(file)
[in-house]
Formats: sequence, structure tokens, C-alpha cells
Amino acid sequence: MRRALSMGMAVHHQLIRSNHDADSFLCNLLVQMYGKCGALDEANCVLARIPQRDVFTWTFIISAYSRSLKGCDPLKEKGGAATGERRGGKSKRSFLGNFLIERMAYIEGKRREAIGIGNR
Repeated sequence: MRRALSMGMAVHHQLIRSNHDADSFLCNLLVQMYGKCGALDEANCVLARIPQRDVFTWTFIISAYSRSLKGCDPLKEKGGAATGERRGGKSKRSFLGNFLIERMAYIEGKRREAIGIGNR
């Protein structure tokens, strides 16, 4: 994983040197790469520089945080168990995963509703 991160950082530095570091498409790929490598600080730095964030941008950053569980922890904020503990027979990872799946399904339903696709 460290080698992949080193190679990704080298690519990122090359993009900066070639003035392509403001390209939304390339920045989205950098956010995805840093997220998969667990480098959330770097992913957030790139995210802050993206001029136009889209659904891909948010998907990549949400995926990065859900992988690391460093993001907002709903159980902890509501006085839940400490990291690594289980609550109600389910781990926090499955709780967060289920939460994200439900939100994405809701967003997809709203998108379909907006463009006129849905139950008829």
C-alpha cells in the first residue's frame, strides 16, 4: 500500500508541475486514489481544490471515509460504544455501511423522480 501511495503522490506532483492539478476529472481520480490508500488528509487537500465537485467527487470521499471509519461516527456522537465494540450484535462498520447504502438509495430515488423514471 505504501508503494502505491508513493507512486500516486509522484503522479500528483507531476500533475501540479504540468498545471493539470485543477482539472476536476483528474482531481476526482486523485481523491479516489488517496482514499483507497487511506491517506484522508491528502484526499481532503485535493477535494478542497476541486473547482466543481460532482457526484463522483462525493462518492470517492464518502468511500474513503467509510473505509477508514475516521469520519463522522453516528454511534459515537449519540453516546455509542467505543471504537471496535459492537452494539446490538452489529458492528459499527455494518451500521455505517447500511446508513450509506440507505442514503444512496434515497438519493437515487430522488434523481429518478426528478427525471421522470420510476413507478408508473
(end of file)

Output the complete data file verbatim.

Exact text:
[in-house]
Formats: sequence, structure tokens, C-alpha cells
Amino acid sequence: MRRALSMGMAVHHQLIRSNHDADSFLCNLLVQMYGKCGALDEANCVLARIPQRDVFTWTFIISAYSRSLKGCDPLKEKGGAATGERRGGKSKRSFLGNFLIERMAYIEGKRREAIGIGNR
Repeated sequence: MRRALSMGMAVHHQLIRSNHDADSFLCNLLVQMYGKCGALDEANCVLARIPQRDVFTWTFIISAYSRSLKGCDPLKEKGGAATGERRGGKSKRSFLGNFLIERMAYIEGKRREAIGIGNR
């Protein structure tokens, strides 16, 4: 994983040197790469520089945080168990995963509703 991160950082530095570091498409790929490598600080730095964030941008950053569980922890904020503990027979990872799946399904339903696709 460290080698992949080193190679990704080298690519990122090359993009900066070639003035392509403001390209939304390339920045989205950098956010995805840093997220998969667990480098959330770097992913957030790139995210802050993206001029136009889209659904891909948010998907990549949400995926990065859900992988690391460093993001907002709903159980902890509501006085839940400490990291690594289980609550109600389910781990926090499955709780967060289920939460994200439900939100994405809701967003997809709203998108379909907006463009006129849905139950008829």
C-alpha cells in the first residue's frame, strides 16, 4: 500500500508541475486514489481544490471515509460504544455501511423522480 501511495503522490506532483492539478476529472481520480490508500488528509487537500465537485467527487470521499471509519461516527456522537465494540450484535462498520447504502438509495430515488423514471 505504501508503494502505491508513493507512486500516486509522484503522479500528483507531476500533475501540479504540468498545471493539470485543477482539472476536476483528474482531481476526482486523485481523491479516489488517496482514499483507497487511506491517506484522508491528502484526499481532503485535493477535494478542497476541486473547482466543481460532482457526484463522483462525493462518492470517492464518502468511500474513503467509510473505509477508514475516521469520519463522522453516528454511534459515537449519540453516546455509542467505543471504537471496535459492537452494539446490538452489529458492528459499527455494518451500521455505517447500511446508513450509506440507505442514503444512496434515497438519493437515487430522488434523481429518478426528478427525471421522470420510476413507478408508473